The world will become revolutionized by quantum technology in the near future.
Dr Sebastian Knauer and Milica Prokic with the illustration of Sebastian's research story at this year’s annual Bristol Quantum Information Technologies (BQIT) Conference. Credit: University of Bristol
This indeed calls for a timely discussion about quantum photonics technologies, concepts and engineering between quantum Scholars and Researchers across fields, artists and most importantly, the wider public.
This conversation should unfold in many inter-disciplinary dialects in order to allow it to move in an inclusive way.
The team at the
University of Bristol’s Quantum Engineering Technology Labs (QET Labs) in association with Historian/Artist Milica Prokic is engaging in a conversation on quantum research, its impact on the world and its implications.
This on-going collaborative project started with a single illustration of a story on quantum entanglement, narrated by QET Labs’ PhD Student Imad Faruque to Milica.
Since then, the project continued to develop via conversations with several other QET Labs Researchers, whose narratives offered Milica with material for a number of illustrations.
The online platform Quantum in Conversation was developed as an invitation to the public to join in the conversation by building on these visuals and the archived correspondence and conversations with the Researchers.
The concept of a quantum graphic novel is considered to be latest development of the collaboration between Milica and the QET Labs team; all of this is extremely exciting for Milica.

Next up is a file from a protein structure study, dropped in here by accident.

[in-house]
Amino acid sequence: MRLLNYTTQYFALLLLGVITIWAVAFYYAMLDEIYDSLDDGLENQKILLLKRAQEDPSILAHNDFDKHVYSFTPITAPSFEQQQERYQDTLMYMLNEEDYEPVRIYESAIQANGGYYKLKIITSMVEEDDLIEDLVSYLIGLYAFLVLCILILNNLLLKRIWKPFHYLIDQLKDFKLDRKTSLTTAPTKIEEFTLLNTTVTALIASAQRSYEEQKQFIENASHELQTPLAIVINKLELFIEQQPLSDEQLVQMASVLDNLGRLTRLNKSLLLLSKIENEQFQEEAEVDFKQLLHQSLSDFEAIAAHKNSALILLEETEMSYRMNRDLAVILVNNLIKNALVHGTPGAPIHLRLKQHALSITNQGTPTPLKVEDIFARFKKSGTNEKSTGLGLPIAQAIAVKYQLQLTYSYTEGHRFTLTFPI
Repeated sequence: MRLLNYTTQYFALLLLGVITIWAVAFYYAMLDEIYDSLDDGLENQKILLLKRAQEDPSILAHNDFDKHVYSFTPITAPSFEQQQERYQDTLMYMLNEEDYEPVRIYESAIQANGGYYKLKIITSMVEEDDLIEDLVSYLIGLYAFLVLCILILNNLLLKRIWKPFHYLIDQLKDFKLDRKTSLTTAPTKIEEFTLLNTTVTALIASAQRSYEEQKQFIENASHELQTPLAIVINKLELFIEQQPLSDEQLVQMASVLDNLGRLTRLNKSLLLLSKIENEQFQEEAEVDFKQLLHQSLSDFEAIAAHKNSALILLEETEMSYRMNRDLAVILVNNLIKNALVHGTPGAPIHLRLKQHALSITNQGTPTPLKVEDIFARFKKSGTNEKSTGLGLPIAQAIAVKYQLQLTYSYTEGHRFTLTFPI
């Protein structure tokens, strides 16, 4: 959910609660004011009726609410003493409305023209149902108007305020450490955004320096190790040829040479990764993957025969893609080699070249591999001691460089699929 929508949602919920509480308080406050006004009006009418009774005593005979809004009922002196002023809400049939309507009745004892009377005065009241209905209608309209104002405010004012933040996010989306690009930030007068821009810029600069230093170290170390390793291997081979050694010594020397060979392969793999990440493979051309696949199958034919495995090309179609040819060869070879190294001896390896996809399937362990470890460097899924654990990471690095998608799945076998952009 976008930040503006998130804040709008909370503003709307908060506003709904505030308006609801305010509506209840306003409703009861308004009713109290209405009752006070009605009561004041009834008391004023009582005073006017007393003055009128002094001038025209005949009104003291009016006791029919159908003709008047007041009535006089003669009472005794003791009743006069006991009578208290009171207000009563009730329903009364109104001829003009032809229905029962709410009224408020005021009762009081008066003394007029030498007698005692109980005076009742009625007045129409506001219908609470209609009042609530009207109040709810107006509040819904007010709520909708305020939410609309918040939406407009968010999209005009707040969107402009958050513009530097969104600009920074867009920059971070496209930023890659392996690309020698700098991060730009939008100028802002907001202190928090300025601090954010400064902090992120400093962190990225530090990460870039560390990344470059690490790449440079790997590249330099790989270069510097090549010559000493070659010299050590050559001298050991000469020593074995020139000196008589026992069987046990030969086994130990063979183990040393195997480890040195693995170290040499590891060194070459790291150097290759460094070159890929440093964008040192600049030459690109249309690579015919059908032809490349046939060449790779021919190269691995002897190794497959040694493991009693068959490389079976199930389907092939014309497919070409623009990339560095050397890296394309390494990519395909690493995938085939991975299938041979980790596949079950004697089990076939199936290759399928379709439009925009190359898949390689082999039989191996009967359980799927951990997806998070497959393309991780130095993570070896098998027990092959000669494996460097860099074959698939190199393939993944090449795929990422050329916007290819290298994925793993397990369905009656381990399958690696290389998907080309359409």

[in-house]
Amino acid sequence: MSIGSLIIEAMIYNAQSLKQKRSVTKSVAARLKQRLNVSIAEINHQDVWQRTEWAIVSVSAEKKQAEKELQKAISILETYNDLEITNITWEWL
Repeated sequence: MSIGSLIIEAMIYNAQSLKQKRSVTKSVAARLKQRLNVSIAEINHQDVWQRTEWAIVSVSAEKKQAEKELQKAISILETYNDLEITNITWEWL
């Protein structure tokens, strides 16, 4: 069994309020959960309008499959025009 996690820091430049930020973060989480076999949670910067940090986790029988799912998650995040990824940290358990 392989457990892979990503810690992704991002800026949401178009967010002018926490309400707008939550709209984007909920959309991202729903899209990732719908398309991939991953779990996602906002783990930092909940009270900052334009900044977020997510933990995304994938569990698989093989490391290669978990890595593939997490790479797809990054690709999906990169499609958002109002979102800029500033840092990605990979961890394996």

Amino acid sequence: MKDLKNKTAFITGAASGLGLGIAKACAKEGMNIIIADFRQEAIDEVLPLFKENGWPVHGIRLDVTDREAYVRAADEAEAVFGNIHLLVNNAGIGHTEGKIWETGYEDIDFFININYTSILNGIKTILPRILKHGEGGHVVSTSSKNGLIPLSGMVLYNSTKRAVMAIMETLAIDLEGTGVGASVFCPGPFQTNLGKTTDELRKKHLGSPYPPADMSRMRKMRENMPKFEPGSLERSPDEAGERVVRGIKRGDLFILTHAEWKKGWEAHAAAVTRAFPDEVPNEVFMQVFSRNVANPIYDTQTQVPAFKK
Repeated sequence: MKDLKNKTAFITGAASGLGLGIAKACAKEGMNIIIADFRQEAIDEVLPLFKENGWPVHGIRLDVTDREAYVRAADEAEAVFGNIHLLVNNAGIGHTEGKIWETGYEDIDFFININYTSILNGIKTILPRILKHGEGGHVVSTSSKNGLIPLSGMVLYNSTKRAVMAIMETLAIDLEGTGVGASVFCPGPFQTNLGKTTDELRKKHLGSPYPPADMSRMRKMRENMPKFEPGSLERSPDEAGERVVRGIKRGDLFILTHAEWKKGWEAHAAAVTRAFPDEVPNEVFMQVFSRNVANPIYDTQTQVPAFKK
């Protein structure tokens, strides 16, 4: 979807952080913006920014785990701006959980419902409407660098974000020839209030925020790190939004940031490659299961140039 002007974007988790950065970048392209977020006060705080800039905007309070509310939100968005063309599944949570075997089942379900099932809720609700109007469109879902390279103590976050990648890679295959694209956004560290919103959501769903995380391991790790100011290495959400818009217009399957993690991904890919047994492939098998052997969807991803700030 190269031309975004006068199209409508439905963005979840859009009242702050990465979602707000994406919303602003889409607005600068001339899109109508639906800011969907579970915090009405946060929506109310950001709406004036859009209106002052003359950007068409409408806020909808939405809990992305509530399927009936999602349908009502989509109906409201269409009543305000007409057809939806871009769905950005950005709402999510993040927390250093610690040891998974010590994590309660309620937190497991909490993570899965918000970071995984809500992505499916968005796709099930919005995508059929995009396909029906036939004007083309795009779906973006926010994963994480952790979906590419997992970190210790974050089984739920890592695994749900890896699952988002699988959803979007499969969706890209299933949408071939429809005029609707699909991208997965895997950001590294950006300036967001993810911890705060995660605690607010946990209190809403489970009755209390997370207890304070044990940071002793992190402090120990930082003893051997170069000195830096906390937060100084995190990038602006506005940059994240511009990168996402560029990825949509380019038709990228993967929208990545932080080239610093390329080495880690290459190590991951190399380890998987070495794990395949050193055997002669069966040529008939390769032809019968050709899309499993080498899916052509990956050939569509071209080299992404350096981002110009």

I am an artist/historian, trained to think in ‘tangible’ terms, to work with tangible objects, and to study the past. Interviewing a number of quantum scientists, who work on shaping the future of our world was absolutely fascinating. I came into the conversation knowing nothing about their field, so the challenge was twofold: to keep the lid on my own new-found quantum fascination, and to understand at least a glimpse of how it works.
Milica Prokic, Historian/ Artist
Dr Caroline Clark, QET Labs Centre Manager, said,
“For our Students and Researchers, the challenge was to communicate their work entirely in layman’s terms. This kind of conversation is a very useful writing and communication exercise, as research papers written in a widely approachable style are often highly cited; I certainly hope that this will be another outcome of our conversations. Moreover, compelled to craft a simple, yet precise narrative about something so complex, our researchers proved to be gifted storytellers, coming up with all sorts of metaphors and references to explain complex scientific concepts. I look forward to the next stage of the project - a quantum graphic novel.”